Like the Thames in London, the Seine in Paris, and the Danube in Budapest, the Nervión river has shaped the history and character of Bilbao. It has allowed the city’s trade and shipbuilding industry to grow, turning it one of the most progressive cities in the whole of Spain. Following the footpath that runs along both sides of the river is a perfectly slow way to witness the mundaneness of local living as well as the beauty of some of Bilbao’s landmarks. It traverses the whole strip from Bilbao’s city hall to the more residential parts of Deusto and Zorrotzaure.
You’ll see people doing their early morning jog, elderly people enjoying the sun, commuters mounted on public electric bikes cruising along the Bidegorri (bike lane), and five of Bilbao’s several bridges: the white Zubizuri bridge designed by Santiago Calatrava, the red and green La Salve bridge where the annual Red Bull cliff diving finals are held, the Pedro Arrupe footbridge in front of the University of Deusto, the Deusto bascule bridge that used to be raised and lowered to accommodate the passage of bigger ships along the river, and the emblematic Euskalduna bridge.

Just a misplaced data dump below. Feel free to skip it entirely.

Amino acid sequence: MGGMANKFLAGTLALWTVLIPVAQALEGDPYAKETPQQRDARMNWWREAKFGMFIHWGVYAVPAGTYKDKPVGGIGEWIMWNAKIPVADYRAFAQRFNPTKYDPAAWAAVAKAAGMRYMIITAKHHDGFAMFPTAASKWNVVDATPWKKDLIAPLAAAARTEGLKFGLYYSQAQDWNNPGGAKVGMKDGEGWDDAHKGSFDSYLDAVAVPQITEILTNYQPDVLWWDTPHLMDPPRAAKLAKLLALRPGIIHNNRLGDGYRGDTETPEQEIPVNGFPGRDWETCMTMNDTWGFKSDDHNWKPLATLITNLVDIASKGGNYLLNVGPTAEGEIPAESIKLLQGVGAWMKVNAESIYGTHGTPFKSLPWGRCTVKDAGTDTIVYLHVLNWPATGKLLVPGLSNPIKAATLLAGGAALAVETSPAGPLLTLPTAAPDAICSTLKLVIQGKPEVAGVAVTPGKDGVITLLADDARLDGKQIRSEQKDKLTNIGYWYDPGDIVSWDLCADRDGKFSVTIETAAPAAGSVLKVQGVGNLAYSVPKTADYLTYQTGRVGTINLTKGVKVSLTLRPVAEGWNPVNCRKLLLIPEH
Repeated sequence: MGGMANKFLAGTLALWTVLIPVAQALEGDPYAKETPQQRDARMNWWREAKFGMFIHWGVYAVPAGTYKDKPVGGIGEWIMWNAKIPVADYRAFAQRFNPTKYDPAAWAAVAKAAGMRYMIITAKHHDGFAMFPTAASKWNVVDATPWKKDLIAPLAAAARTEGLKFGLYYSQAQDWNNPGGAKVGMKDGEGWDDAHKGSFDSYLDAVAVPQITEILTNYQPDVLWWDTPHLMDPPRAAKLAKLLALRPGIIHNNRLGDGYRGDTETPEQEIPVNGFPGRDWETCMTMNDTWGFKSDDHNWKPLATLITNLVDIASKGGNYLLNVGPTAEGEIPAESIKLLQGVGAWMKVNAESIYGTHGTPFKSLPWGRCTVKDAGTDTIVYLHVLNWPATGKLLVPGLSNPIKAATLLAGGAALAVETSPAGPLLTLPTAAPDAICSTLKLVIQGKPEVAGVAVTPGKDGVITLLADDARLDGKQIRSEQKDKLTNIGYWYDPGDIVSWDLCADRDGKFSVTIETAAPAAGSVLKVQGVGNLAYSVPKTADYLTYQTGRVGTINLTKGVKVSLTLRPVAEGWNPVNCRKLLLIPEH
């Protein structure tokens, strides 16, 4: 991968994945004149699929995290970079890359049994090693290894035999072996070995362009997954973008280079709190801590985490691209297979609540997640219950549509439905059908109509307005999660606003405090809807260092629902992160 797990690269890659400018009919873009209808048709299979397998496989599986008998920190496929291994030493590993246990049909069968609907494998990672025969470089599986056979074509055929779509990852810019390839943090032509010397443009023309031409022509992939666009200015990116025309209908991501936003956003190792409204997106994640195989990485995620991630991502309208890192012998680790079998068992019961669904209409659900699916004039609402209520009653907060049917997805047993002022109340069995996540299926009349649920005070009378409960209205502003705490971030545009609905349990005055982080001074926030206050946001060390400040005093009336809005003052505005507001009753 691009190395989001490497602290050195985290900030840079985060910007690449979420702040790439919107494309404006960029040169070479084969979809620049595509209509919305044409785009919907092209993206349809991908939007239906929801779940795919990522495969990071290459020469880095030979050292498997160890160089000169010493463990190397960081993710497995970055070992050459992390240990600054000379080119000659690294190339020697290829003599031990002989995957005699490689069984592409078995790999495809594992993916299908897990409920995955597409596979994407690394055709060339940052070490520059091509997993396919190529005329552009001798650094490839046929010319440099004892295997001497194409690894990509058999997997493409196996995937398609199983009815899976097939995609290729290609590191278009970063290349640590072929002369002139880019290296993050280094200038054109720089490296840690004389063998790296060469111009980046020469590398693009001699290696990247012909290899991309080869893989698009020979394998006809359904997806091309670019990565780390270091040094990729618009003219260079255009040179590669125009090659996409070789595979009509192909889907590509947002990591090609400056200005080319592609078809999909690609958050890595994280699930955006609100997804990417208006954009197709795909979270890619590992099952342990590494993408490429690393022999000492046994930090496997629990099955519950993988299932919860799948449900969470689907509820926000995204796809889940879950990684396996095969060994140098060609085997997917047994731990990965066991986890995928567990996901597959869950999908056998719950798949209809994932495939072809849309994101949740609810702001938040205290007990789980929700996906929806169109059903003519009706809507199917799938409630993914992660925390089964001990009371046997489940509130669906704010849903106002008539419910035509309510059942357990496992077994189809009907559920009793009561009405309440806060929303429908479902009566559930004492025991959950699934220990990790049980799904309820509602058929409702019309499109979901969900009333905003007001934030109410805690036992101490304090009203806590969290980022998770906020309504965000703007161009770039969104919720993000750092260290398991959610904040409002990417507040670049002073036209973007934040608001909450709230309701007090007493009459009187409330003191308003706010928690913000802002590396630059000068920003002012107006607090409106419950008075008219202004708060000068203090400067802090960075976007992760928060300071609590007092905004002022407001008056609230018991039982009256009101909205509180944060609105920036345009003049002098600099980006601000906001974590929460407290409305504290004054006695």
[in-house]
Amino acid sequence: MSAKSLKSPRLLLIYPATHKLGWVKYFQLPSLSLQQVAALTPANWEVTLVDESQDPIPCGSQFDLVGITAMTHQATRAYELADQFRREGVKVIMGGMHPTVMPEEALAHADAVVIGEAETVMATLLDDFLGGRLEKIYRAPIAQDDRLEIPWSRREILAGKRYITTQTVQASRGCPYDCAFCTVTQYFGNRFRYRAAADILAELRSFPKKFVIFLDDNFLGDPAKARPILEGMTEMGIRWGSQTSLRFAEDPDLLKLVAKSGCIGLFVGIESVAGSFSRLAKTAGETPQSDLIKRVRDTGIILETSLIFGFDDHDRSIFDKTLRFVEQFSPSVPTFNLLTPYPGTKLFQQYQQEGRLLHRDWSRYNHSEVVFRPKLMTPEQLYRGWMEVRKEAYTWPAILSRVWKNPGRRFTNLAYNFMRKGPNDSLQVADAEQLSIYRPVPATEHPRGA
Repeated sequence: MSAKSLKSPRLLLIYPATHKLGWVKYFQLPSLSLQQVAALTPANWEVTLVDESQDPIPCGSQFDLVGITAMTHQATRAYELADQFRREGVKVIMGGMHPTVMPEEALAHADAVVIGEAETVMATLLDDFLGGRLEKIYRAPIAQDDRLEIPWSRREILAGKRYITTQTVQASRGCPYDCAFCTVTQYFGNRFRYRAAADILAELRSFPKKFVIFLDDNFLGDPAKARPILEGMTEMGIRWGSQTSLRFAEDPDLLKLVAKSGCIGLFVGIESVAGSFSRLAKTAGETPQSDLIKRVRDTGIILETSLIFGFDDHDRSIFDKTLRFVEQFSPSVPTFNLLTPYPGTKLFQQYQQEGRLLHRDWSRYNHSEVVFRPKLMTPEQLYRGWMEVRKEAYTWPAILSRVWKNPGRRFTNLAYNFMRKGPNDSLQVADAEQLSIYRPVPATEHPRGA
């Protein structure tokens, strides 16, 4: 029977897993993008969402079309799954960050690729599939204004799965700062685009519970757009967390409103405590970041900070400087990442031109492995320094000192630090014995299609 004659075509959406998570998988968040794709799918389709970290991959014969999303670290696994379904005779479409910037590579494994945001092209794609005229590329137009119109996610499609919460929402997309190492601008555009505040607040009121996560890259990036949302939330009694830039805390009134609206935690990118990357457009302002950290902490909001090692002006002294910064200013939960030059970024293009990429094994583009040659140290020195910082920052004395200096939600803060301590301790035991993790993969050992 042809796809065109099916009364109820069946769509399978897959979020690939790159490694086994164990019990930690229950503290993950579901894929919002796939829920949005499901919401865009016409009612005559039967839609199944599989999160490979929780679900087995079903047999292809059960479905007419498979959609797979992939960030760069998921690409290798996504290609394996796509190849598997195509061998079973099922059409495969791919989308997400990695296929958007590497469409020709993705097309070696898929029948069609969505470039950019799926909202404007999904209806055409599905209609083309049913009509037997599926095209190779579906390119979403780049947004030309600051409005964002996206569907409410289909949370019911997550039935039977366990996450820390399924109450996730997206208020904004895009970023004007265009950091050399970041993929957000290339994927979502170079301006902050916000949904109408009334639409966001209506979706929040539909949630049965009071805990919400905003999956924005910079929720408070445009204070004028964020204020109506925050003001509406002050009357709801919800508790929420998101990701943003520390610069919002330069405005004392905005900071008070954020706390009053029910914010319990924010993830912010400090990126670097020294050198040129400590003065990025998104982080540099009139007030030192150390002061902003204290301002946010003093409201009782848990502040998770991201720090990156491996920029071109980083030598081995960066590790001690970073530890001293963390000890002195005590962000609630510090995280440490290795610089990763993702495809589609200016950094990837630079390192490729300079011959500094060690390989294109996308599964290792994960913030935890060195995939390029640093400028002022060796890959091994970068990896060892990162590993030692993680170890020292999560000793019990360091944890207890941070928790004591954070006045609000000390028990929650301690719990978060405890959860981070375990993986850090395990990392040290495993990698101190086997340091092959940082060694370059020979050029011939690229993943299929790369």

During this walk, you will also be able to see the Guggenheim Museum, the University of Deusto (the oldest Jesuit university in Spain — after all, the founder of the Jesuit order St. Ignatius of Loyola is himself Basque), the Euskalduna Palace, and the Maritime Museum of Bilbao. A short walk from the Guggenheim further from the river is the Museum of Fine Arts, which houses a good collection of paintings from both local and international artists.
Take the funicular to Mt. Artxanda
Bilbao’s moniker is ‘botxo’ (or hole) and so it comes as no surprise that Bilbainos love and revere the mountains that have shaped it to the city it is today. Mount Artxanda is one of the seven mountains of the Anillo Verde, or ‘green ring’, that cradle the valley. Its relatively easy access makes it a favorite foolproof outdoor plan for Bilbainos, thanks to its many walking paths and spectacular city views. The funicular runs regular trips and leaves Bilbao center from the Plaza del Funicular along Calle Ccastaños. There’s a park right as you step out of the funicular station, offering magnificent views of Bilbao on one side and Loiu, a town where the Bilbao airport is located, on the other. Aside from the scenery, Artxanda is a good jump off point for many accessible walking routes that connect it with the other mountains or lead back to Bilbao center. After a day of walking and exploring, head over to Artxanda’s amazing steakhouses such as Txakoli Simón and Asador Artetxe for a hearty meal.